During last year's fight over health care, there was a spirited public debate over Republican plans, and when it came time for lawmakers to vote, it was clear that the GOP had lost the argument. In fact, it wasn't especially close: the public was strongly against the Republican measures, as were insurers, doctors, nurses, hospital administrators, and patient advocates. Stakeholders who agreed on little else agreed that GOP officials were peddling a bad idea.
At which point, Republicans said they simply didn't care. They ignored Americans' wishes and very nearly passed their plan.
Months later, there was another vigorous debate, this time over the regressive GOP tax plan. And once again, Republicans' opponents won the argument: the GOP proposal was the least popular major piece of legislation in recent memory. A wide variety of economists and budget experts heartily agreed with the American mainstream and denounced the legislation.
Republican officials couldn't have cared less.
As fall 2018 got underway, Brett Kavanaugh became the least popular Supreme Court nominee in a generation. Democrats set out to persuade anyone who'd listen that he didn't deserve to be confirmed, and they largely succeeded: law professors, newspaper editorial boards, and others joined the public at large in denouncing Kavanaugh and calling for his defeat.
Which brought us to a familiar point. Vox's Dylan Scott had a good piece on the phenomenon over the weekend:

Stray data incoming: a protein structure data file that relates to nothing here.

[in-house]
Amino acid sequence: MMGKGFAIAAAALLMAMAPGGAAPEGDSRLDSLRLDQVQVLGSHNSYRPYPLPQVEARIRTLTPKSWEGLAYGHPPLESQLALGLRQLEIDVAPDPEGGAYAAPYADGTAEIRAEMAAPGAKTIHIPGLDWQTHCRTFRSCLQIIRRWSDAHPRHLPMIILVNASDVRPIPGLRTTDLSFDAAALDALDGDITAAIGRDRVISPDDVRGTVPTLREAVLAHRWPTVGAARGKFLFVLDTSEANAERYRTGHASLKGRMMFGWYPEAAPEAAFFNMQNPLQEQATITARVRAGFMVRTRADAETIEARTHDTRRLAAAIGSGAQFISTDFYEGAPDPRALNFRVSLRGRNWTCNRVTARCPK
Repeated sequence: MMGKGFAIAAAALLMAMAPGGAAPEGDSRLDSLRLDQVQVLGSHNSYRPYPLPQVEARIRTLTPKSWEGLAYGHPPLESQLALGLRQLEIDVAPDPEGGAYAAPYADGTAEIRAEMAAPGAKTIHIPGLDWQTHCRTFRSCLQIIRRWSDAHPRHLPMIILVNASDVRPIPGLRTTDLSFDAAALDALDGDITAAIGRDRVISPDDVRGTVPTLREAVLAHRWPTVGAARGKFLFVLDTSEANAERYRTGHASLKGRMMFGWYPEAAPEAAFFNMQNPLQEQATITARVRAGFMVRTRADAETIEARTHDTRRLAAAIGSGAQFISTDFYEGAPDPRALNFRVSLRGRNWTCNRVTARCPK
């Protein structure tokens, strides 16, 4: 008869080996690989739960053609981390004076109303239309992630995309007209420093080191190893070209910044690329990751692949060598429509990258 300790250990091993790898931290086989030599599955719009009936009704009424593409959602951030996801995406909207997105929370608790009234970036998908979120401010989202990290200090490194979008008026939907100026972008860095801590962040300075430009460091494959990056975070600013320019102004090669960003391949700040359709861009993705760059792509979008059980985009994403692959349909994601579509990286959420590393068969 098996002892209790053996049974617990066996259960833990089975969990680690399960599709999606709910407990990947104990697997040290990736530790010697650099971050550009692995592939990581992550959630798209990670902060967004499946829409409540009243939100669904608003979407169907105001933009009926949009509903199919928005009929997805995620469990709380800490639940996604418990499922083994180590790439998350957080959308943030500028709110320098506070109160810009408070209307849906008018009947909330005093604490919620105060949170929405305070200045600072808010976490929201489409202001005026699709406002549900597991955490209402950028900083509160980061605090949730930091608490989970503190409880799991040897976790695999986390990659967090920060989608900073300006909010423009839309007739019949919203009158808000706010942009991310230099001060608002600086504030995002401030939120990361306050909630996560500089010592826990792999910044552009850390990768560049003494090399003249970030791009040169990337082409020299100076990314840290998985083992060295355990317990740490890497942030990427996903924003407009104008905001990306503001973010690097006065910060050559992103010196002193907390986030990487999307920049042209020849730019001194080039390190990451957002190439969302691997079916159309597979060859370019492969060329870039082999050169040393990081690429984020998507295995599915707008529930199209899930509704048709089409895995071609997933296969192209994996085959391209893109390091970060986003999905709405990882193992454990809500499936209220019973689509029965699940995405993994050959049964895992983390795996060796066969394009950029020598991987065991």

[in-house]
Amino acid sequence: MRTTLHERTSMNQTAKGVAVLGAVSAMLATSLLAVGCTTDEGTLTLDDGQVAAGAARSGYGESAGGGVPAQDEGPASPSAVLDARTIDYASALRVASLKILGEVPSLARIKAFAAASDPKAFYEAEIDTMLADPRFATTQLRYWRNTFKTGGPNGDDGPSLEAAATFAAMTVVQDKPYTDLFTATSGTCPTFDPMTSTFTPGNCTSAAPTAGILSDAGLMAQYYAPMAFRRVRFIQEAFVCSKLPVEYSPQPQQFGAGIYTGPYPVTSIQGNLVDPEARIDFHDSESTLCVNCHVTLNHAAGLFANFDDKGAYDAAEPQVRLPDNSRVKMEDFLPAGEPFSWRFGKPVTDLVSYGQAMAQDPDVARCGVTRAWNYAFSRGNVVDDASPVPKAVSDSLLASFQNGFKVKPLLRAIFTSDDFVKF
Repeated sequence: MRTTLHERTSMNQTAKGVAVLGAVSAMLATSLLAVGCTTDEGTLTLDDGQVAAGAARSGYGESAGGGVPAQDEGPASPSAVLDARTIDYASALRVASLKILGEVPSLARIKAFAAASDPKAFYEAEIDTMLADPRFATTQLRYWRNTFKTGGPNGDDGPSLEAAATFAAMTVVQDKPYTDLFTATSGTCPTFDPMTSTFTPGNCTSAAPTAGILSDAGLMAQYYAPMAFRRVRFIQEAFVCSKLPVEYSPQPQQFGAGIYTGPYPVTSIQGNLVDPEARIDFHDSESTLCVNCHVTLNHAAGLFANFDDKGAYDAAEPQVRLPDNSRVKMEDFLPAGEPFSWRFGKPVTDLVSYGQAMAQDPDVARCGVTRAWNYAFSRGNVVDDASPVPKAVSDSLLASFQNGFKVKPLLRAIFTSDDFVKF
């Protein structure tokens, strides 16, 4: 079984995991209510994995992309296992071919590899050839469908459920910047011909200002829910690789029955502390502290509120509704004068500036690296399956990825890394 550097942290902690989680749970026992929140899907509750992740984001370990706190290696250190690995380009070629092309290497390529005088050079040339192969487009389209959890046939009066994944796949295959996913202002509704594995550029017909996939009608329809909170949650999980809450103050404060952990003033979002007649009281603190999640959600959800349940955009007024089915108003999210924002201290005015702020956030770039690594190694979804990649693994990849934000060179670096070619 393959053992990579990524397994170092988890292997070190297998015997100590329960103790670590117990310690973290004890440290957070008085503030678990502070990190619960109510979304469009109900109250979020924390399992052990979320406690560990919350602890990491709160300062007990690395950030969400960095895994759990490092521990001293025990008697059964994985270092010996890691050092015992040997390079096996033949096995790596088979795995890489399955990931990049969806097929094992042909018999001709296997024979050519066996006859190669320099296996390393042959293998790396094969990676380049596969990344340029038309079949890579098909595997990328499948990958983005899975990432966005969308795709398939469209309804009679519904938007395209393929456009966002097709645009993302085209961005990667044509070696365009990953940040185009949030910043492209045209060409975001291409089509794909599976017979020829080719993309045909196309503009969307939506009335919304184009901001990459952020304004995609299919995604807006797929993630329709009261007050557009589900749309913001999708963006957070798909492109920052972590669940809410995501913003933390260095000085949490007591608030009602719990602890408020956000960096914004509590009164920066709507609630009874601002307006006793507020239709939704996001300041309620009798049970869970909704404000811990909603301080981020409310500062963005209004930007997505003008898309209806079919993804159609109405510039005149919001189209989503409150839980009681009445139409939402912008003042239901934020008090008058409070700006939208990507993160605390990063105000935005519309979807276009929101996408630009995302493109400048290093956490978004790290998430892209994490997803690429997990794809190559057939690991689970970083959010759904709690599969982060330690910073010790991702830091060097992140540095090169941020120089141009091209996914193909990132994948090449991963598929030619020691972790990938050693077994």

This is the governing ideology of the Republican Party: We don't care what anybody else thinks. We have the power. We have the will. We have the votes. We'll do what we want.In politics, there's winning the argument, and there's winning the vote. Republicans lost the argument, but they ultimately had the votes.
Quite right. And they had the votes because GOP officials are largely indifferent toward the wishes of the American mainstream.
As we discussed a year ago, in the traditional model, when one party controls the levers of power, the opposition party has limited options. Its principal objective becomes obvious: make the majority party's goal as unpopular as possible in order to pressure the majority party's members to break ranks and defeat the agenda.
When the GOP tax plan passed, or when Kavanaugh managed to secure just enough votes to clear the Senate, it may have been tempting to think Democrats should've done a better job at making the case against these Republican priorities. Except that's wrong: by and large, throughout Donald Trump's presidency, Democrats and other Republican opponents have fared quite well when it comes to persuading the public.
But the model breaks down when a democracy's majority party decides the wishes of the nation's mainstream aren't especially important. Winning the debate is irrelevant when the party in charge is unmoved by public outcries.
As for why the GOP is content to ignore what you think, Republicans tend to believe the system is tilted in such a way as to make their success effectively voter-proof. Many represent ruby-red states where Democratic candidates have little realistic chance of success; many rely on gerrymandering to effectively guarantee their re-election, and those who are concerned about their re-election probably take some solace in the fact that mega-donors will invest in their campaigns -- just so long as they toe the party line when it counts.
It's a dynamic in which Republicans don't care what voters think; they only care what their voters think.